"Madam President, since July 1997, the European Parliament has been a staunch defender of the autonomy of Hong Kong under the 'one-country two-systems' policy. In pursuit of this policy, we have worked constructively with the Hong Kong administration, reflected by the attendance of the former Chief Secretary Anson Chan and her successor, Donald Tsang, at meetings of the Committee on Foreign Affairs, Human Rights, Common Security and Defence Policy. It is therefore appropriate that we should continue to monitor developments which could in any way undermine the autonomy of Hong Kong and threaten fundamental freedoms. Enactment of legislation under Article 23 has raised such concerns.
While I welcome the personal guarantee given by Chief Secretary Donald Tsang that he will not allow the freedoms enjoyed by Hong Kong citizens to be undermined, this must be reflected in the proposed legislation. Last weekend, a large demonstration in Hong Kong illustrated the genuine concerns that Article 23 laws could undermine existing human rights and civil and religious liberties. I share these concerns and I urge the Hong Kong SAR Government to address them in the final proposals that they bring forward. In particular, the new laws must not violate the provisions of the International Covenant on Civil and Political Rights, nor must they in any way undermine the independence of the Hong Kong courts and their right to exercise the power of final jurisdiction. The reinterpretation of the Basic Law by the Standing Committee of the National People's Congress during the right-of-abode case is still fresh in many people's minds. There must not be a repeat of this with regard to Article 23 issues.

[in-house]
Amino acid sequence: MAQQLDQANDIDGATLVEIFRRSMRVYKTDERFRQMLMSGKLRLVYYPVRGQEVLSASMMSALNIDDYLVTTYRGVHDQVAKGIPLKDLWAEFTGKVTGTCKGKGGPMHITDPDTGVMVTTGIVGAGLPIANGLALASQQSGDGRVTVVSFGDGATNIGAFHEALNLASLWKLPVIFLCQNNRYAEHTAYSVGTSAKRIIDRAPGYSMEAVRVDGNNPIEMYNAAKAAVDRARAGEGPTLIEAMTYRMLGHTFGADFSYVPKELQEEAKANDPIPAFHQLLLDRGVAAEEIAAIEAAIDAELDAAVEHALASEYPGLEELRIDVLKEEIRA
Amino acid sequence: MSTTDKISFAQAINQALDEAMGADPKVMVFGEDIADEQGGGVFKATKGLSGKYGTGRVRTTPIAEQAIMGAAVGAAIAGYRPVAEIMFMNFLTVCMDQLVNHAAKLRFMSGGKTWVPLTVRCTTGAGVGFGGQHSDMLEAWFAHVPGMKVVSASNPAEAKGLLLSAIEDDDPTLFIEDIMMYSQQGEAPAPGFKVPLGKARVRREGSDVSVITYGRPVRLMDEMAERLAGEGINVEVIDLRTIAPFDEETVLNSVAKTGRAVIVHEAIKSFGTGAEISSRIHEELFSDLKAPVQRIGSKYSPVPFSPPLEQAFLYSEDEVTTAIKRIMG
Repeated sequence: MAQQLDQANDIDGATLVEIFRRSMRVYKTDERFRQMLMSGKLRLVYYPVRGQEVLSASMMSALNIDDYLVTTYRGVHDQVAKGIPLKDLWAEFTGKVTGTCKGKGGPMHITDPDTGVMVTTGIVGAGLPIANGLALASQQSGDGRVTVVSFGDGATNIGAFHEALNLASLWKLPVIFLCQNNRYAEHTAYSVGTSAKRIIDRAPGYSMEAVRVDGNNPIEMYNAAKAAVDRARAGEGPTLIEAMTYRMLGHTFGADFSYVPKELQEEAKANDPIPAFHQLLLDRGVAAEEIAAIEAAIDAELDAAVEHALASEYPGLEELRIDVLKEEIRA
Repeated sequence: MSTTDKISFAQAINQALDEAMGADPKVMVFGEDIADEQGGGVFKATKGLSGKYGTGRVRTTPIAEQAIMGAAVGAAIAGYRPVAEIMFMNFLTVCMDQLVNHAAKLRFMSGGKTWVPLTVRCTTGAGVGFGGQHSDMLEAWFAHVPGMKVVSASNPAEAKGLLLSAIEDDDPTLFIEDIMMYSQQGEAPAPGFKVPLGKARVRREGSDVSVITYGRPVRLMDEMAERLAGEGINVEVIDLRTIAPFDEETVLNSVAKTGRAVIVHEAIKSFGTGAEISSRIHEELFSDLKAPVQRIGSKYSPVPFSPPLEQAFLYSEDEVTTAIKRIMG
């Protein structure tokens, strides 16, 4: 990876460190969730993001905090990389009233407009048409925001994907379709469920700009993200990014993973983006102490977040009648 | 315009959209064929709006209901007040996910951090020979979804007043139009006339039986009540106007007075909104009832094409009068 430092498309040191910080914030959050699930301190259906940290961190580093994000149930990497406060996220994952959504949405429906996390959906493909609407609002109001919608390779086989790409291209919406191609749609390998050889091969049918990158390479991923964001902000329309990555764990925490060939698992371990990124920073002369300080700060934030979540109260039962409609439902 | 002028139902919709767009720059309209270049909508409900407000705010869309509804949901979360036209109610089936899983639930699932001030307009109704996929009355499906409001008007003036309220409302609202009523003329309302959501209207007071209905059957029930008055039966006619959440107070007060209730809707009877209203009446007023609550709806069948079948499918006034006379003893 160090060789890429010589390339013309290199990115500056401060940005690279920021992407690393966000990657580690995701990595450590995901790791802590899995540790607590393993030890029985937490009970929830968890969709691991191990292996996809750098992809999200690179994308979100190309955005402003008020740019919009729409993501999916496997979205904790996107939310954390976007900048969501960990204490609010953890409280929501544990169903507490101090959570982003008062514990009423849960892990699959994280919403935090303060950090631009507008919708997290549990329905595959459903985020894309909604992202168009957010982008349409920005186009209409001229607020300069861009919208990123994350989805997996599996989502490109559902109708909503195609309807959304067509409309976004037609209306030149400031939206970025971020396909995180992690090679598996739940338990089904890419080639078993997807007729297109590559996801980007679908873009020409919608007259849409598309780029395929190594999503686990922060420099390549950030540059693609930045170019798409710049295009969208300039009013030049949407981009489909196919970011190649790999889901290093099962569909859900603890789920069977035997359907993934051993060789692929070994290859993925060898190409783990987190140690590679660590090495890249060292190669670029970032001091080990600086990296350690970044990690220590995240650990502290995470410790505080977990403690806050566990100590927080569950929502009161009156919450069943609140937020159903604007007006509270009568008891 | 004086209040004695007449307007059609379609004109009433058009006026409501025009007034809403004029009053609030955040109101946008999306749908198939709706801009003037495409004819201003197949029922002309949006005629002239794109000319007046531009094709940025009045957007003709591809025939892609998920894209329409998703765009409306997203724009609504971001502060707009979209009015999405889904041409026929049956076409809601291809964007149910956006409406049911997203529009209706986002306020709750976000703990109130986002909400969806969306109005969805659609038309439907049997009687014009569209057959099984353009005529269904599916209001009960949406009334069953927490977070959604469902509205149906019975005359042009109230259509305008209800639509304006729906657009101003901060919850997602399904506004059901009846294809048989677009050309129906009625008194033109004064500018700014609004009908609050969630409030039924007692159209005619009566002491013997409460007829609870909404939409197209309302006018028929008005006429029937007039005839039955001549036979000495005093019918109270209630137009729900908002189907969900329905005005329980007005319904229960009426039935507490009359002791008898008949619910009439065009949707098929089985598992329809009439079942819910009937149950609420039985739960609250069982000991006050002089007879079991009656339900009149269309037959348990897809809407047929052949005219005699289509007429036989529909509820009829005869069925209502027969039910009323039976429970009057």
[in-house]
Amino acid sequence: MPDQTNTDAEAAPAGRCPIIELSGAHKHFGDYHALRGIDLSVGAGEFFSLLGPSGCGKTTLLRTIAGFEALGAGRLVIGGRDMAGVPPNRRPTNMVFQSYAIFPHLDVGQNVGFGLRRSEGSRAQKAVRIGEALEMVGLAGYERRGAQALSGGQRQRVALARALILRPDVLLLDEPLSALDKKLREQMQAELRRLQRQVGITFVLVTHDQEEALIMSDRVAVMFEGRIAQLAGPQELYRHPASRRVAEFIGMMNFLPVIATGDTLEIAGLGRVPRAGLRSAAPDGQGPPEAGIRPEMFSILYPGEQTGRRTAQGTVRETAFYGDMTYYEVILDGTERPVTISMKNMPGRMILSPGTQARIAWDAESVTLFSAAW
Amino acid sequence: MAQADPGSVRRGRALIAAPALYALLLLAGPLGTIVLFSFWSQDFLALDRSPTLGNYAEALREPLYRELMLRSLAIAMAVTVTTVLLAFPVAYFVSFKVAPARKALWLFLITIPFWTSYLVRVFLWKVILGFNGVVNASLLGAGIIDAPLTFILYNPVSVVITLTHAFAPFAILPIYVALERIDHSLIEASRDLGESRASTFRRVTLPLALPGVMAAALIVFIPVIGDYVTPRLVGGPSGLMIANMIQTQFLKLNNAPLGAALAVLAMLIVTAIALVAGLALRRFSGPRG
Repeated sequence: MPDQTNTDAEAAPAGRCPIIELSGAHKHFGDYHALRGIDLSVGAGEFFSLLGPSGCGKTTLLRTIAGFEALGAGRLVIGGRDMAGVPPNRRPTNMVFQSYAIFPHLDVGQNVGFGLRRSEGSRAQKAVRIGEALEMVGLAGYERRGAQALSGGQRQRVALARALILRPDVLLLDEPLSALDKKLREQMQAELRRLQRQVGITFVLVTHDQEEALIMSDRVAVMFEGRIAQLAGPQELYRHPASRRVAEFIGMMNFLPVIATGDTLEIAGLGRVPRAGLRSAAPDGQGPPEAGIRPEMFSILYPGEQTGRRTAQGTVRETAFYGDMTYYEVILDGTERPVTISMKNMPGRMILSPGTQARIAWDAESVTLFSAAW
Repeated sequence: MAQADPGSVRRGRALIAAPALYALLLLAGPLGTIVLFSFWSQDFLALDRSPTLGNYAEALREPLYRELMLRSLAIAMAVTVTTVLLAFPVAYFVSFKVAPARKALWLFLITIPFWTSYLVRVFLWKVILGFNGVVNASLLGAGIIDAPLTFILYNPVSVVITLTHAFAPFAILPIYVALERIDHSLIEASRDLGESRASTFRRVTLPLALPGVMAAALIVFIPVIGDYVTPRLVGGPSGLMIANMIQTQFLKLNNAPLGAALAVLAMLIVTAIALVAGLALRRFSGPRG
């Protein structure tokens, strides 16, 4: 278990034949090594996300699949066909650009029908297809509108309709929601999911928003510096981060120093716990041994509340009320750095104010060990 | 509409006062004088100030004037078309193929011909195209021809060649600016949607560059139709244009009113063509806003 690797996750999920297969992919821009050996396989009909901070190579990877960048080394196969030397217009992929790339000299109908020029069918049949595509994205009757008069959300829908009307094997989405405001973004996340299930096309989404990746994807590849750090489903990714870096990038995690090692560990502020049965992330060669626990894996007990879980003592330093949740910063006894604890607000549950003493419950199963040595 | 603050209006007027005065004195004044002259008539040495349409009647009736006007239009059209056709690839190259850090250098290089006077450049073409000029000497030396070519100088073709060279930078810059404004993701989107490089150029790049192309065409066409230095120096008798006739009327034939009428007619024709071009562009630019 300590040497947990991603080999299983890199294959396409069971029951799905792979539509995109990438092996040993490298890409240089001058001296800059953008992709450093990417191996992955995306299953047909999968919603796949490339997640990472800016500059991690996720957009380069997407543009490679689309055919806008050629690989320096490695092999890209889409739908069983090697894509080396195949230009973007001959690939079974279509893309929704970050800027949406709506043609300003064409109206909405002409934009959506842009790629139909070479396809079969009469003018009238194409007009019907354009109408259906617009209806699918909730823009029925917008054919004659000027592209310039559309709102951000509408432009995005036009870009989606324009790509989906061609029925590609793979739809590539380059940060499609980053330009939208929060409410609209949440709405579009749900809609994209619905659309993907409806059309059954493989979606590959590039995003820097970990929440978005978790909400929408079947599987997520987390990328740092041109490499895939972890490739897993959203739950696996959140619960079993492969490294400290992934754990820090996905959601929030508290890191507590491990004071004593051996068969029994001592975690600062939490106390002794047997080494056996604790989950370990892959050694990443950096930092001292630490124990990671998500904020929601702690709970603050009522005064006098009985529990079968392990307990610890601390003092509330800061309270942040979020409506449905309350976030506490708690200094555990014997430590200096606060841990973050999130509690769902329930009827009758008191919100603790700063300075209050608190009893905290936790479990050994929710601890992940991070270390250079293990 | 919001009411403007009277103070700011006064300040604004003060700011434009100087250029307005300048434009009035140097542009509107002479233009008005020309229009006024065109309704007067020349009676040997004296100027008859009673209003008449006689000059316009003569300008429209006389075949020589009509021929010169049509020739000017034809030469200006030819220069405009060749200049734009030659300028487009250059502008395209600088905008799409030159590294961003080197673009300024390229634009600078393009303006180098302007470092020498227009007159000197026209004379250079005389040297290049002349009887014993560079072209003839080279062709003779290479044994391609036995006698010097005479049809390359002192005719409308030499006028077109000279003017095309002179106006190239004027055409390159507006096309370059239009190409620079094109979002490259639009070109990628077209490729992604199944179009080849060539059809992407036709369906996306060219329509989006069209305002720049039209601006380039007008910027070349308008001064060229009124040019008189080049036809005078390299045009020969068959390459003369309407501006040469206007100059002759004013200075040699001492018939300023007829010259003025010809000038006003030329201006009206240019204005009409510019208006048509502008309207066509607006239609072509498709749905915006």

I would ask the Hong Kong authorities to take note of this debate, to take note of this resolution, especially our request for the publication of a draft bill which should be subject to further consultation."
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